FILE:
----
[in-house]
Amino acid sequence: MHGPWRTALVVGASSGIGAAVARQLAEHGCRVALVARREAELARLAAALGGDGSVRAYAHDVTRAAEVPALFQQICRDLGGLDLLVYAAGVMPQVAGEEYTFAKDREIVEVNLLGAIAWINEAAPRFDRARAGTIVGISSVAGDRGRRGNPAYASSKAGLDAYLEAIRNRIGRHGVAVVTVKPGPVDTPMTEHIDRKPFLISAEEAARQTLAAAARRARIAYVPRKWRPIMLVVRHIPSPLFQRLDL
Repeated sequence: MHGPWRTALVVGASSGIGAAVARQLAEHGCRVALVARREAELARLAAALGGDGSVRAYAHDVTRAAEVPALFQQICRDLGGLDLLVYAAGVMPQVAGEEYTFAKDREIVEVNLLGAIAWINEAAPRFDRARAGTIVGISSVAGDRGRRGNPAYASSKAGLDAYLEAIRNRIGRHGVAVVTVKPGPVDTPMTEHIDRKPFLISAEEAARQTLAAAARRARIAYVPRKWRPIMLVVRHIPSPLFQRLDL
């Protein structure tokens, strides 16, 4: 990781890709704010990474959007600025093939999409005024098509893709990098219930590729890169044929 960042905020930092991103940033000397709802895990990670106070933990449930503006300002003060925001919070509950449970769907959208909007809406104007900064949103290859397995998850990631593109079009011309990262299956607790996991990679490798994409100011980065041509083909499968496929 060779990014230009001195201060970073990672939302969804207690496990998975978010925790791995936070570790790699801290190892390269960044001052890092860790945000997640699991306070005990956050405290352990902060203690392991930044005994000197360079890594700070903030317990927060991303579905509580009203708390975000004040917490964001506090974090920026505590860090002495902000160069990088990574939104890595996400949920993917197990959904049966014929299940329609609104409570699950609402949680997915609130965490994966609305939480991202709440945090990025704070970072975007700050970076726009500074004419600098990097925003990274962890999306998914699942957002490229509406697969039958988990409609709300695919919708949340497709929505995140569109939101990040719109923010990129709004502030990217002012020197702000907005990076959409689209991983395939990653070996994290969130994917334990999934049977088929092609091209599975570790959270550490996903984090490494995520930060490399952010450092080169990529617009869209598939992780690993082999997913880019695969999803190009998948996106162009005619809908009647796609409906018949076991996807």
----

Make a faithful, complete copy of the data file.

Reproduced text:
[in-house]
Amino acid sequence: MHGPWRTALVVGASSGIGAAVARQLAEHGCRVALVARREAELARLAAALGGDGSVRAYAHDVTRAAEVPALFQQICRDLGGLDLLVYAAGVMPQVAGEEYTFAKDREIVEVNLLGAIAWINEAAPRFDRARAGTIVGISSVAGDRGRRGNPAYASSKAGLDAYLEAIRNRIGRHGVAVVTVKPGPVDTPMTEHIDRKPFLISAEEAARQTLAAAARRARIAYVPRKWRPIMLVVRHIPSPLFQRLDL
Repeated sequence: MHGPWRTALVVGASSGIGAAVARQLAEHGCRVALVARREAELARLAAALGGDGSVRAYAHDVTRAAEVPALFQQICRDLGGLDLLVYAAGVMPQVAGEEYTFAKDREIVEVNLLGAIAWINEAAPRFDRARAGTIVGISSVAGDRGRRGNPAYASSKAGLDAYLEAIRNRIGRHGVAVVTVKPGPVDTPMTEHIDRKPFLISAEEAARQTLAAAARRARIAYVPRKWRPIMLVVRHIPSPLFQRLDL
């Protein structure tokens, strides 16, 4: 990781890709704010990474959007600025093939999409005024098509893709990098219930590729890169044929 960042905020930092991103940033000397709802895990990670106070933990449930503006300002003060925001919070509950449970769907959208909007809406104007900064949103290859397995998850990631593109079009011309990262299956607790996991990679490798994409100011980065041509083909499968496929 060779990014230009001195201060970073990672939302969804207690496990998975978010925790791995936070570790790699801290190892390269960044001052890092860790945000997640699991306070005990956050405290352990902060203690392991930044005994000197360079890594700070903030317990927060991303579905509580009203708390975000004040917490964001506090974090920026505590860090002495902000160069990088990574939104890595996400949920993917197990959904049966014929299940329609609104409570699950609402949680997915609130965490994966609305939480991202709440945090990025704070970072975007700050970076726009500074004419600098990097925003990274962890999306998914699942957002490229509406697969039958988990409609709300695919919708949340497709929505995140569109939101990040719109923010990129709004502030990217002012020197702000907005990076959409689209991983395939990653070996994290969130994917334990999934049977088929092609091209599975570790959270550490996903984090490494995520930060490399952010450092080169990529617009869209598939992780690993082999997913880019695969999803190009998948996106162009005619809908009647796609409906018949076991996807």